World Science Scholars

### 4.5 Cyclic Model of the Universe

Discussion
• What are your thoughts so far on the cyclic model of the universe? Are you convinced by the arguments made in the lecture? Explain your answer.

• If you’ve read my comments to the video, you know that I don’t think this to be a serious alternative. There are even more serious problems to solve than open questions with the inflation theory; to name the most important ones: Turning a crunch into a big bang, having a “decaying” dark energy to start contraction, contraction increases curvature, not the opposite.
This model needs a lot of work to get even close to convincing me (and probably others).

• Sounds highly plausible, but so at this point did inflation. The bottleneck bounce looks like the point where the theory might most easily go wrong.

• This is an interesting ideia, and I wait it from first principles such as Quantum Gravity. I think that some models in Quantum Gravity may explain the cyclic model as a natural output of their equations. But radical ideas about space and time are necessary in order to understand it.

• Like Klaus said above me, I don’t really understand how the universe entering a contraction phase would smooth out and flatten its geometry – shouldn’t the curvature increase? Also, I’m not sure about black holes from previous “universes” (cycles) still existing – shouldn’t we observe some of their contributions (if not the black holes themselves) in the cosmic microwave background radiation? Furthermore, this needs some postulated scalar fields (like inflation does) with the additional assumption/property that dark energy will decay into a negative form of energy that will cause the universe to undergo a contraction phase. Not impossible, but a lot of assumptions, there.

I’d be happier to go with the Higgs metastable state/Higgs tunnelling as a potential explanation of a different kind of vacua in the future of the universe as a potential mechanism for crazy stuff to happen regarding its expansion (or maybe something like the Conformal Cyclic Cosmology that Roger Penrose is proposing).

• I am not convinced,and the reason I am not convinced is because the rate at which the universe expands is constantly increasing whereas a cyclic universe would slowdown and eventually begin to contract. Unless there are a system of universes bordering each other where the matter from 2 neighboring universes collide with each other collecting mass until it reaches the point of which it explodes and creates a new universe comprised of parts of these universes effectively removing a portion of each. In which case as we would see a very large amount of blue shift on one side or segments of our own universe which is not the case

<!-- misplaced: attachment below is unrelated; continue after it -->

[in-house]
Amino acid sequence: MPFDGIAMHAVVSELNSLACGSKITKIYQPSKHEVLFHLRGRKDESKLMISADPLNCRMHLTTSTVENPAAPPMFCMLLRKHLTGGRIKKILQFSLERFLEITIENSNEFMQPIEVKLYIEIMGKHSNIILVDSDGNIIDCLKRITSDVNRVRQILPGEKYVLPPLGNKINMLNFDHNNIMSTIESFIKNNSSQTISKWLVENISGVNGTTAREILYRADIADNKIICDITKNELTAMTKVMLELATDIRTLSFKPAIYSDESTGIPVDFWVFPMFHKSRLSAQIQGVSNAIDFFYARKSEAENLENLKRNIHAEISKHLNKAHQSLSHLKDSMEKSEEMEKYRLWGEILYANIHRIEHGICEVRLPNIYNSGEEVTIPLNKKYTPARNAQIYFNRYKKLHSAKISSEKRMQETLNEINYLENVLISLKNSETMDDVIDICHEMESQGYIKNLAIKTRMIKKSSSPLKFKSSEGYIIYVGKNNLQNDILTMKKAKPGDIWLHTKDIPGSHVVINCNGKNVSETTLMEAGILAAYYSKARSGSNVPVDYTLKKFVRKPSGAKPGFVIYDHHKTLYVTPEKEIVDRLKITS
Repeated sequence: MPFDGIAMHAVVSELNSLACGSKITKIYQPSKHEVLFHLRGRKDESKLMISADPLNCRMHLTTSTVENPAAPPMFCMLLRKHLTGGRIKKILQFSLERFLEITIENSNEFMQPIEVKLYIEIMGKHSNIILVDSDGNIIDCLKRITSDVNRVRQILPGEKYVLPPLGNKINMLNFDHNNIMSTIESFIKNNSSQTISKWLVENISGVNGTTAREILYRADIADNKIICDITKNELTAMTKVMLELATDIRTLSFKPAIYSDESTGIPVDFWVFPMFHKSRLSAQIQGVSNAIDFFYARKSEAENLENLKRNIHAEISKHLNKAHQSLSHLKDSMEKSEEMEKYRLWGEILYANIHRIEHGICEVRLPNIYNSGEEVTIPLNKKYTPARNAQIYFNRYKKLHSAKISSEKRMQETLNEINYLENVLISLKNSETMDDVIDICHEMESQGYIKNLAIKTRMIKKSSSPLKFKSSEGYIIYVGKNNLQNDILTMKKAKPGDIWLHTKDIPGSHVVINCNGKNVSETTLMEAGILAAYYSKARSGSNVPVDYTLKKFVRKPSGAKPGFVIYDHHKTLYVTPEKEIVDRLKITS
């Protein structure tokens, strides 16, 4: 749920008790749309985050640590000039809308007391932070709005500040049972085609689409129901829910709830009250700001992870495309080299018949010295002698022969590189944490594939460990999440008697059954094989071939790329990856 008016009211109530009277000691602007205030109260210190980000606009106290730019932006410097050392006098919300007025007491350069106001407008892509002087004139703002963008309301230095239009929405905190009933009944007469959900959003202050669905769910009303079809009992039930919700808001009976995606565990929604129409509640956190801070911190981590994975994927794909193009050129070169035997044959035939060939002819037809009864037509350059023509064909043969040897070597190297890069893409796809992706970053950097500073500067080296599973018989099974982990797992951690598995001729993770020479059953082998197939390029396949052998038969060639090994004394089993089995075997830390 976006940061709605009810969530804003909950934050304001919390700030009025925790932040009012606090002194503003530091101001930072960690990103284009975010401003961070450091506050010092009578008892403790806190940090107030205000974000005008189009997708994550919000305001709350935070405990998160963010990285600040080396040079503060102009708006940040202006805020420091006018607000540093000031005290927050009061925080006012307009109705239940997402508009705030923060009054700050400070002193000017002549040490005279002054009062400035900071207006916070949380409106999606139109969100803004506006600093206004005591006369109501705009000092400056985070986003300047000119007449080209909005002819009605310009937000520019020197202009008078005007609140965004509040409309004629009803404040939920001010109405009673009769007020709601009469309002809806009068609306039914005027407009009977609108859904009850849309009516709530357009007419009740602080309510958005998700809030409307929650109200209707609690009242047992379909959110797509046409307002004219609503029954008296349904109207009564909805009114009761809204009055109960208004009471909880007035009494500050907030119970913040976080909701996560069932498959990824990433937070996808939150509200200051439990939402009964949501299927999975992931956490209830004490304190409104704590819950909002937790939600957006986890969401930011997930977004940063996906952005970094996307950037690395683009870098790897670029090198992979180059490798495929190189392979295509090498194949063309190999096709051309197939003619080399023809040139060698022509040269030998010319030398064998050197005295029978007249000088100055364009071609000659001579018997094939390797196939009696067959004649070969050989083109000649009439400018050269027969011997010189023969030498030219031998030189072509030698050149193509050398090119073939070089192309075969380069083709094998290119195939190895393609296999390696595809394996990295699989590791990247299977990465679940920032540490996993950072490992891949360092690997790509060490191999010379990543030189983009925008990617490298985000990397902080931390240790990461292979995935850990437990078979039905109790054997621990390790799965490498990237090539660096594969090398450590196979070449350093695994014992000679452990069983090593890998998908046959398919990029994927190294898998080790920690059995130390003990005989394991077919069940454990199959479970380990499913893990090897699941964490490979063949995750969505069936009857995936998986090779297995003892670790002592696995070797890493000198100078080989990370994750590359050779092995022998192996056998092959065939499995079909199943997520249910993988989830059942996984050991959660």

• To say that I am convinced would be wrong, however, I am convinced that this is a very worthwhile theory to explore. And it does seem to be a simpler explanation for the universe that we observe (so Ockham’s Razor would smile upon it).
It is in contradiction of the currently popular theory of the cosmos, and that will attract a multitude of detractors, particularly from those who are fully engaged in exploring another path – that doesn’t make it wrong, or wrong to pursue it.
The Cyclic model seems to have some resonance with the Aeons concept as proposed by Sir Roger Penrose et al. I would really like to understand whether the model is subject to rebuttal by some possible future observation?

• I like the Cyclic Theory, but I’m waiting on further discoveries before deciding.

Bounce theory has Bounce to it.

If a black hole can survive a bounce, then we start to question what else can, and what is set off by bounce occuring in different areas at different times.

The Fermi Bubbles can have alternate explainations, as too can a solarwind said to be drawn out of the sun due to being unable to reach escape velocity of 600 km/s required. Fermi Bubbles can be explained by quasar collision jet shoots, but Bouncing is another factor…now.

Something draws out the solarwind, yet polarcusp regions allow for a bleeding zone. Polar regions on the sun turn slower than equitorial regions.

We may not have a planet of gaseous solarity, but circumpolar regions are recognized for needing study.

That black holes survive the Kali-Yuga destruction is relevant.

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